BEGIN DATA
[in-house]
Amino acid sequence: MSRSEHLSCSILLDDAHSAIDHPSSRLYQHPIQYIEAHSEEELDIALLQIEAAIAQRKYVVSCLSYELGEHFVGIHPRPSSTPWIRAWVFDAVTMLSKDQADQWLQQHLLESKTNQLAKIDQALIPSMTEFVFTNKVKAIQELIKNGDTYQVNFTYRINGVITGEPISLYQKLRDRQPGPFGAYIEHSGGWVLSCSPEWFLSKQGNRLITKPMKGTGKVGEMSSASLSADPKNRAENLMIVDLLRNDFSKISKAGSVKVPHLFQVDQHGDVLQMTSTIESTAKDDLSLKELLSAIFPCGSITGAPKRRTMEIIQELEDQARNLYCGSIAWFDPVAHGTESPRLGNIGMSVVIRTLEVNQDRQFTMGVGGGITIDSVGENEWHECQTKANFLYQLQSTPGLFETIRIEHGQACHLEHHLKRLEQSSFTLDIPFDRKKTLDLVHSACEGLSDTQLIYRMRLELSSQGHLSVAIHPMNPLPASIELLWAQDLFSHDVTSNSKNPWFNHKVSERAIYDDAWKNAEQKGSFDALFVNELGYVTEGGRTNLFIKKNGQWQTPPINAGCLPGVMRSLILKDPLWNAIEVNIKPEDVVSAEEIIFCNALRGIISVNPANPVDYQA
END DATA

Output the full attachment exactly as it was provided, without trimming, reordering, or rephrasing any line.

[in-house]
Amino acid sequence: MSRSEHLSCSILLDDAHSAIDHPSSRLYQHPIQYIEAHSEEELDIALLQIEAAIAQRKYVVSCLSYELGEHFVGIHPRPSSTPWIRAWVFDAVTMLSKDQADQWLQQHLLESKTNQLAKIDQALIPSMTEFVFTNKVKAIQELIKNGDTYQVNFTYRINGVITGEPISLYQKLRDRQPGPFGAYIEHSGGWVLSCSPEWFLSKQGNRLITKPMKGTGKVGEMSSASLSADPKNRAENLMIVDLLRNDFSKISKAGSVKVPHLFQVDQHGDVLQMTSTIESTAKDDLSLKELLSAIFPCGSITGAPKRRTMEIIQELEDQARNLYCGSIAWFDPVAHGTESPRLGNIGMSVVIRTLEVNQDRQFTMGVGGGITIDSVGENEWHECQTKANFLYQLQSTPGLFETIRIEHGQACHLEHHLKRLEQSSFTLDIPFDRKKTLDLVHSACEGLSDTQLIYRMRLELSSQGHLSVAIHPMNPLPASIELLWAQDLFSHDVTSNSKNPWFNHKVSERAIYDDAWKNAEQKGSFDALFVNELGYVTEGGRTNLFIKKNGQWQTPPINAGCLPGVMRSLILKDPLWNAIEVNIKPEDVVSAEEIIFCNALRGIISVNPANPVDYQA